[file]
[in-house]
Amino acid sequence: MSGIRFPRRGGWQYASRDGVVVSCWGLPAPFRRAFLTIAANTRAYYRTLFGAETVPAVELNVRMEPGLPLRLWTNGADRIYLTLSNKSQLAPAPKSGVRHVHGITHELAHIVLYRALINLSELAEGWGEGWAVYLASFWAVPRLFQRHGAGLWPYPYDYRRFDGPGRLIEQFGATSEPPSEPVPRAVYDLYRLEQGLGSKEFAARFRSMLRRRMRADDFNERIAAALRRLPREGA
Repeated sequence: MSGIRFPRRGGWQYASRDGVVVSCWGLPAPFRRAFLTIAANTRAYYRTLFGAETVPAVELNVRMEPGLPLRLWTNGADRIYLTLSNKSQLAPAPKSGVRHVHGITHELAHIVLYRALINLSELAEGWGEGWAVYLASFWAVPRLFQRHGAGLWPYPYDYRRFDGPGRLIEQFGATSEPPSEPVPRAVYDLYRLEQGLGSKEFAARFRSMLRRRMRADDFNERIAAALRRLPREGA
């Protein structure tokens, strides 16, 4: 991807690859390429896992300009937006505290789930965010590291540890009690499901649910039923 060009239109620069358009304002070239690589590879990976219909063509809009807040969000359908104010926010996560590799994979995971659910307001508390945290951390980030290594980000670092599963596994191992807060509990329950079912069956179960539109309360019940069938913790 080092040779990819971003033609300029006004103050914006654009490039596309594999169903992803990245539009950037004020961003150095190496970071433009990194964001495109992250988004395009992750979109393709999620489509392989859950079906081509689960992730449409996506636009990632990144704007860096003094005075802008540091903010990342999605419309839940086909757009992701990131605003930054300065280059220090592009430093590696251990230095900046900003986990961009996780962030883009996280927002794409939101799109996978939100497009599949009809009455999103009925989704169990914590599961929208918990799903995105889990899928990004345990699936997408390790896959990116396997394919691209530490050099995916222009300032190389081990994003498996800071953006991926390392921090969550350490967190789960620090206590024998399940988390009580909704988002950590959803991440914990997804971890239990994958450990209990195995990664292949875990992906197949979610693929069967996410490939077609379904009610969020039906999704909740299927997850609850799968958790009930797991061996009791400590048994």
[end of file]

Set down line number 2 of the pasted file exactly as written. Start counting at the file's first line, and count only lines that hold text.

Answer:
Amino acid sequence: MSGIRFPRRGGWQYASRDGVVVSCWGLPAPFRRAFLTIAANTRAYYRTLFGAETVPAVELNVRMEPGLPLRLWTNGADRIYLTLSNKSQLAPAPKSGVRHVHGITHELAHIVLYRALINLSELAEGWGEGWAVYLASFWAVPRLFQRHGAGLWPYPYDYRRFDGPGRLIEQFGATSEPPSEPVPRAVYDLYRLEQGLGSKEFAARFRSMLRRRMRADDFNERIAAALRRLPREGA